7.15 New legislation to impact on air quality management
Air quality management, which is currently governed by the Atmospheric Pollution Prevention Act of 1965, is to fall under the new Air Quality Bill, when it is promulgated in 2005.
Directed at a number of industries, including mining, the new Bill aims to establish a more effective regulatory regime, including the establishment of national norms and standards; a framework for air quality management planning and reporting; and regulatory instruments for the control of air pollution, compliance and enforcement. The Bill was arrived at through a process of consultation with a wide range of stakeholders, of which the Department of Minerals and Energy was one.
Kobus Dekker - occupational, environmental, safety and health manager of AngloGold Ashanti's South African region - describes air quality management at the company as the elimination or control of "all pollutants generated from the metallurgical plants (the main potential source of pollutants), tailings storage facilities and ore piles, as well as any other sources, for example, refrigeration plants, vehicles and ventilation fans". The Bill's priority areas are specifically the ambient concentration of ozone, nitrogen oxide (NO), oxides of nitrogen (NOx), sulphur dioxide (SO2), carbon monoxide (CO), lead, and amount and size of particulate matter (PM10) and total suspended solids (TSS).
Since the Bill also aims to meet international standards, it is expected to either contain or refer to stringent limits on all pollutants. To prepare for compliance, AngloGold Ashanti formed an Air Quality Management Task Team at the beginning of 2004. Kobus, as project coordinator, heads a six-member team of experts and advisors, who are responsible for drawing up an Air Quality Management Plan and identifying areas of responsibility to ensure correct implementation.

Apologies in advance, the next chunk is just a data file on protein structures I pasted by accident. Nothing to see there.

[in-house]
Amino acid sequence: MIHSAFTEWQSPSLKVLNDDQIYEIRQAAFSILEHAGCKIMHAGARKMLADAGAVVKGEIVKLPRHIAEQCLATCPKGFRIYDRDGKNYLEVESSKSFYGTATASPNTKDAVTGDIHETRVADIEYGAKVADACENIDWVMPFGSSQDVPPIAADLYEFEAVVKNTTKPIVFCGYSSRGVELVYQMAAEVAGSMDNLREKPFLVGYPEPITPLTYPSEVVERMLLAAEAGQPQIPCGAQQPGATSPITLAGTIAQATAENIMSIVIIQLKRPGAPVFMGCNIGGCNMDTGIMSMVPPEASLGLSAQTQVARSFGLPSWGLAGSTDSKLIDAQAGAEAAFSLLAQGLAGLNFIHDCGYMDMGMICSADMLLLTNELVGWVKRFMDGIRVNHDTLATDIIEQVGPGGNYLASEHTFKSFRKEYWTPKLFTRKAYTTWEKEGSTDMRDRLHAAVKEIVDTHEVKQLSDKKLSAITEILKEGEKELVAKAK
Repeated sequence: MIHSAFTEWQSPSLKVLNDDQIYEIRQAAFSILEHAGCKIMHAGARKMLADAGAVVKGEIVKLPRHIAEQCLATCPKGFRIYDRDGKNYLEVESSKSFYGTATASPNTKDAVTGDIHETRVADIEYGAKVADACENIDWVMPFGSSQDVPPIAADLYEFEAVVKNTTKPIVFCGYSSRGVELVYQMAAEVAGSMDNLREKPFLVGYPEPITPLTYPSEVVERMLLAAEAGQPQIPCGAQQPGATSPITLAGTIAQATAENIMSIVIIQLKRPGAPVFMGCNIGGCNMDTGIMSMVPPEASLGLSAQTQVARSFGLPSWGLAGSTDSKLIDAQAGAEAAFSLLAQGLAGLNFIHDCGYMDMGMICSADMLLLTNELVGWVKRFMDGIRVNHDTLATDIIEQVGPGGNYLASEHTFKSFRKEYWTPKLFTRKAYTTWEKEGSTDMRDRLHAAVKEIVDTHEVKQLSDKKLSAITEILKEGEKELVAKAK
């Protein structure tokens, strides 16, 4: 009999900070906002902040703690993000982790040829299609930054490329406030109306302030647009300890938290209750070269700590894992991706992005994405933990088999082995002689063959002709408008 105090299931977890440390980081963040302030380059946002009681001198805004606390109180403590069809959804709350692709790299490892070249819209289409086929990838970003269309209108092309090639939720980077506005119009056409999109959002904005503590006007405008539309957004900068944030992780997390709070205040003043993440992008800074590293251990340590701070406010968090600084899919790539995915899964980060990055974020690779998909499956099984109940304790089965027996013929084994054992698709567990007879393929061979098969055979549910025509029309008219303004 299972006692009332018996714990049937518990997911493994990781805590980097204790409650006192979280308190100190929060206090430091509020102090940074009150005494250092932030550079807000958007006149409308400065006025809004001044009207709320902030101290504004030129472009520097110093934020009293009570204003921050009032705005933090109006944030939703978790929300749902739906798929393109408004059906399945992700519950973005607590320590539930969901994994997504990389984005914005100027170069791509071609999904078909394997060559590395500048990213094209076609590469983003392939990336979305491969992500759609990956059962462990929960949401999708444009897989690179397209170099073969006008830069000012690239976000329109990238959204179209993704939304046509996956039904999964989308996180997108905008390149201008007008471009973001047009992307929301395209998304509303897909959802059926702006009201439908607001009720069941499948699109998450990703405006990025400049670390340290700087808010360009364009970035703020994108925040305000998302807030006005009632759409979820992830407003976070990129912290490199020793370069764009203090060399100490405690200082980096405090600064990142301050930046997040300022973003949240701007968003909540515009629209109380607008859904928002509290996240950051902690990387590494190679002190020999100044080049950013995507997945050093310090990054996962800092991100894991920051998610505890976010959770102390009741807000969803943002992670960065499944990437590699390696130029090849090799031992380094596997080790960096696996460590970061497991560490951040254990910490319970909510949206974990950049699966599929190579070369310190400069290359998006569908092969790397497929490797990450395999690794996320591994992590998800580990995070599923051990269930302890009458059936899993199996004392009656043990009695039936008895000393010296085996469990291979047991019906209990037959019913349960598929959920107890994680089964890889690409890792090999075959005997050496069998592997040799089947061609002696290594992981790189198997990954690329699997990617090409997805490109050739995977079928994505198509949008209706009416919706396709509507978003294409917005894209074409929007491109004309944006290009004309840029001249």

A group of consultants were first engaged to perform an Air Quality Impact Assessment, as part of a Baseline Risk Assessment, to identify the sources and extent of pollution in order to establish the necessary remediation equipment. The company's existing scheduled processes and controls to comply with current legislation were evaluated to determine discrepancies with possible new legal requirements. As a result, action plans have been developed to improve areas where compliance may be problematic. Any existing processes previously not recognised as 'scheduled' processes were also identified, and plans made to have these either registered under the old legislation or licensed under the new legislation. At the same time, any new processes which may have to be implemented after promulgation of the Act, have been identified.
Major concerns arising from the assessment are dust levels, which pose a potential health risk to fauna, flora and humans; and SO2 emissions from the metallurgical acid plant stacks. In 2004 AngloGold Ashanti focused on monitoring and reducing dust levels and has purchased two weather stations which measure temperature, rainfall, wind speed and direction; dust fall-out buckets for monthly monitoring at West Wits and Vaal River; and two PM10 dust monitors to monitor human inhalation (particles smaller than 10 microns are known to pose a health risk). In 2005, the focus is on the monitoring and reduction of SO2 and sulphur trioxide (SO3) emissions.
The Task Team is currently working on the Air Quality Management Plan which comprises additional planning controls; installation of instruments for continuous monitoring of emissions; formulating stack monitoring frequencies; calibrating the atmospheric dispersion modelling system; and establishing an emissions inventory, which will be updated monthly.
Once approved by management, AngloGold Ashanti's Air Quality Management Plan will be forwarded to each of the South African operations for incorporation into their mine-specific Environmental Management Implementation Plan. Regulatory bodies for the Air Quality Bill will be the Department of Environmental Affairs and Tourism, and municipalities, the latter of which are to employ emission control officers. The licensing authority will issue an 'atmospheric emission licence' (previously called a registration certificate), which will be inspected at regular intervals. Penalties will be imposed for non-compliance in terms of the Bill.